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Coffee Tastes Metallic? Here’s why and what to do

If you are like most people, when you stumble out of bed in the morning, the first thing you think about is your morning coffee. In this article, we will explain why your coffee tastes metallic and what you can do about it to avoid this unpleasant coffee drinking experience.

As you make your way to the coffee maker to pour that first cup of hot coffee, you expect a delicious cup of joe that will help you wake up and get started with your day. However, if your taste buds get assaulted with a metallic taste in your coffee, you may be startled or unsettled. 

 

Why Does My Coffee Have a Metallic Taste?

There are various reasons why your coffee may have a metallic taste. It could have to do with the beans, the grind, the water, the temperature, or your equipment. But, essentially, there could be a problem at any stage of the coffee-making process that could result in an unpleasant metallic taste.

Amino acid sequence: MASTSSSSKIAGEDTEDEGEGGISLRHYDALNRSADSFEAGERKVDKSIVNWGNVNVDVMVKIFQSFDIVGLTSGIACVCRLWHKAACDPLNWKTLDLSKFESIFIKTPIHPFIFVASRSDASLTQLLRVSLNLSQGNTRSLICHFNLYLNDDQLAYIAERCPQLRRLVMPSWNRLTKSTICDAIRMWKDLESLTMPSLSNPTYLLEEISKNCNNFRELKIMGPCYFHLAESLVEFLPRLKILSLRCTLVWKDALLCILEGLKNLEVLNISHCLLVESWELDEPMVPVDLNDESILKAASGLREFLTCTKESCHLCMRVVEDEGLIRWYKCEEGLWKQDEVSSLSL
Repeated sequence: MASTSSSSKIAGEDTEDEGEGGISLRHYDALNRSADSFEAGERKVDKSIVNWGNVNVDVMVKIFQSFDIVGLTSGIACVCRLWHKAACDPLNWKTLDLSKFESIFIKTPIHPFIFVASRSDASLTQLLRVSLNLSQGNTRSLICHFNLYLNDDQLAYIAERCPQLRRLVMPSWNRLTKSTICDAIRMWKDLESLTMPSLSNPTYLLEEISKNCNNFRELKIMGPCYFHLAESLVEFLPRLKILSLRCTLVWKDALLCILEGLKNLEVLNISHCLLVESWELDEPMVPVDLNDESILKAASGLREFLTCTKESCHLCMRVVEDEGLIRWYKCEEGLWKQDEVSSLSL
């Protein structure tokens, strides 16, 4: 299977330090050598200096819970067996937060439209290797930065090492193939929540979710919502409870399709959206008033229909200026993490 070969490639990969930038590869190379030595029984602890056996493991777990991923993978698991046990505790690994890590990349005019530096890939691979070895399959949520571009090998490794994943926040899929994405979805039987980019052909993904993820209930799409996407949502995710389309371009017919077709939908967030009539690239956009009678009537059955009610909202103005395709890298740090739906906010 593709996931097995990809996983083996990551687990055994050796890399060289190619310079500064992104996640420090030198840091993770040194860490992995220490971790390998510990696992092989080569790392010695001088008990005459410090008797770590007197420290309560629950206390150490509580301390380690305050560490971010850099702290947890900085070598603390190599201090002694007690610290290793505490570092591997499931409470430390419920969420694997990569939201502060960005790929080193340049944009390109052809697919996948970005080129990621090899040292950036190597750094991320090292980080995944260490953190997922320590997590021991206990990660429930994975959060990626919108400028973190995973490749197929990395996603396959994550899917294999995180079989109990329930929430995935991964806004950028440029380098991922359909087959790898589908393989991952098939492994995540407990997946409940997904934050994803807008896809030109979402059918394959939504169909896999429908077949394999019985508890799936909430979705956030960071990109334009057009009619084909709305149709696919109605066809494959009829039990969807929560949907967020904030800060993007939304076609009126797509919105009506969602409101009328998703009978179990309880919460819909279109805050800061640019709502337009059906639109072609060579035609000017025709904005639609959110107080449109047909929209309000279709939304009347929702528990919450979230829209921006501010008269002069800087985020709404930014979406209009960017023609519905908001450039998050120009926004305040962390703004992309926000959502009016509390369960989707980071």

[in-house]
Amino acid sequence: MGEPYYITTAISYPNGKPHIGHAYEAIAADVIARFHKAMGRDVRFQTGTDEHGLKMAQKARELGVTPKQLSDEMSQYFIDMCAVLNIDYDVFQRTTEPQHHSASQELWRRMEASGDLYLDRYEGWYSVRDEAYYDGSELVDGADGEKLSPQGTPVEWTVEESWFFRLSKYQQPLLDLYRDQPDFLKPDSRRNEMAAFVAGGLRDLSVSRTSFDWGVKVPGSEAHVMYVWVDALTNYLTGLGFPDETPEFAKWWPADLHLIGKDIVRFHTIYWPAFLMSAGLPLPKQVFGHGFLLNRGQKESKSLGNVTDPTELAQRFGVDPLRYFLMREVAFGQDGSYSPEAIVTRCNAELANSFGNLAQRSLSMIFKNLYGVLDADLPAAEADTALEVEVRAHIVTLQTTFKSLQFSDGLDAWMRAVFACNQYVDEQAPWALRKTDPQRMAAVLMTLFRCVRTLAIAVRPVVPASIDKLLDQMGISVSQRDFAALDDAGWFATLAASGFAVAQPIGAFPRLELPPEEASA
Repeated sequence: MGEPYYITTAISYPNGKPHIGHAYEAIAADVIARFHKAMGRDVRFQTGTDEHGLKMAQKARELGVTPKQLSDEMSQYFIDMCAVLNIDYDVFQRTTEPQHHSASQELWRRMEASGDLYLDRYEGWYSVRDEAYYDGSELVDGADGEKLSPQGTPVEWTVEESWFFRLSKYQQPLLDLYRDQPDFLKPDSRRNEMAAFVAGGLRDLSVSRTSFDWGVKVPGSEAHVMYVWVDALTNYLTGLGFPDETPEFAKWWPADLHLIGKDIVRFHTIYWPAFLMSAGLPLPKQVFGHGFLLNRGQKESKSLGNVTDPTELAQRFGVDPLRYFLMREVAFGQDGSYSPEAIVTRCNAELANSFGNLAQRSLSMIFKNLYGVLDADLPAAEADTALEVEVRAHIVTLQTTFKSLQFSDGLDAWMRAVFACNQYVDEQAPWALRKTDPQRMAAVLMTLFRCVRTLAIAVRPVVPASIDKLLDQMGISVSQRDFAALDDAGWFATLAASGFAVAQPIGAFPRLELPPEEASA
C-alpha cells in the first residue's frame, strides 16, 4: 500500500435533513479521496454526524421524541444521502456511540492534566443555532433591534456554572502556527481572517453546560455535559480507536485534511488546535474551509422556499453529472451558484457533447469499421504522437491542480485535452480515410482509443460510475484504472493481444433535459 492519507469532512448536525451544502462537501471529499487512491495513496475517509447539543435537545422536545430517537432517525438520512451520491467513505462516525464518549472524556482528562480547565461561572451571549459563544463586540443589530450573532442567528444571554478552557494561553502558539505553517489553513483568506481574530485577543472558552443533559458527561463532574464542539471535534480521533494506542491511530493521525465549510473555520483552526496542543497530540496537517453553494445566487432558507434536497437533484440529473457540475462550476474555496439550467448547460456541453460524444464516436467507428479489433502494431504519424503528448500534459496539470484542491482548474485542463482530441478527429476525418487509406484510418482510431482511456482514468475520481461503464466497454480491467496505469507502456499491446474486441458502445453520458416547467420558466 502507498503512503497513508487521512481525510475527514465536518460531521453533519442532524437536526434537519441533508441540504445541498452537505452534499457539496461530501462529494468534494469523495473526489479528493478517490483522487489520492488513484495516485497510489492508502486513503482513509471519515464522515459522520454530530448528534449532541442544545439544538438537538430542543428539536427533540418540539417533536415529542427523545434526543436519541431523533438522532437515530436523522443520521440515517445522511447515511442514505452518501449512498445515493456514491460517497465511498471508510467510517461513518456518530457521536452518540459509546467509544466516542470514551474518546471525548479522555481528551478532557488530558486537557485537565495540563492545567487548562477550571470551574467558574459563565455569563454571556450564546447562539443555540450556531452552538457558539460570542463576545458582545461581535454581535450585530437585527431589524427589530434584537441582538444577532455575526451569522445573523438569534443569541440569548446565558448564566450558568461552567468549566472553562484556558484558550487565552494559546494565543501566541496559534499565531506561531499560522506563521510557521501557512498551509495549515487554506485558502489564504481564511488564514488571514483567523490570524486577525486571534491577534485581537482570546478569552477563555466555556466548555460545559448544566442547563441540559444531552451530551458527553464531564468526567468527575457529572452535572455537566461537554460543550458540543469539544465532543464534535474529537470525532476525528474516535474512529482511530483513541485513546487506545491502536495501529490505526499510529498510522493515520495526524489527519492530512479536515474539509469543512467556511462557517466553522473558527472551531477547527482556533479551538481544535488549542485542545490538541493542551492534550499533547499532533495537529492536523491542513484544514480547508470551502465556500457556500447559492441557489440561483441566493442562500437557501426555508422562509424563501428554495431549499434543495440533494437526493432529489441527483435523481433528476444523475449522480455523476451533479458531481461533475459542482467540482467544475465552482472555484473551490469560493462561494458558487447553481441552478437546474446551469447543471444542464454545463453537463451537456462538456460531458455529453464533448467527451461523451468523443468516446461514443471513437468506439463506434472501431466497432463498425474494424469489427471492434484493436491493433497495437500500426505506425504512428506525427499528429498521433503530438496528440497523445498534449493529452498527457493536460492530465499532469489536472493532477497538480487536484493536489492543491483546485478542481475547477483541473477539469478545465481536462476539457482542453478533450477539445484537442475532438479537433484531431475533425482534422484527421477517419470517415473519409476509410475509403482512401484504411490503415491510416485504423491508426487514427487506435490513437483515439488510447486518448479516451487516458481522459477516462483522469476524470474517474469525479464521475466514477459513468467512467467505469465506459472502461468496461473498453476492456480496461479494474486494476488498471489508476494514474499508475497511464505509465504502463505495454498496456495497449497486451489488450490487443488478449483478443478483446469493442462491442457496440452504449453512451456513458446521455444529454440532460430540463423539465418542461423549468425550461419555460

To help you pinpoint the source of your coffee tasting off, it is essential to look at each element individually. If the metallic taste just began, analyze what is different or new to the brewing process.

For example, when considering the coffee beans, ask yourself if you have changed beans, are using a new bag, or have been using an open bag for a while. Any of these elements could result in a subpar coffee taste.

If you cannot identify anything that has changed in the process, you will also need to consider the age and cleanliness of your machine. Over time, minerals can build up inside the device, affecting its performance. Likewise, extensive use can wear down the machine and cause it not to heat up sufficiently. These issues can also affect the taste of your coffee.

With this in mind, we will examine several different areas in which things could go wrong and negatively impact the brewed coffee taste.

Related: Can You Drink Day Old Coffee?

 

Coffee Beans

Coffee Tastes Metallic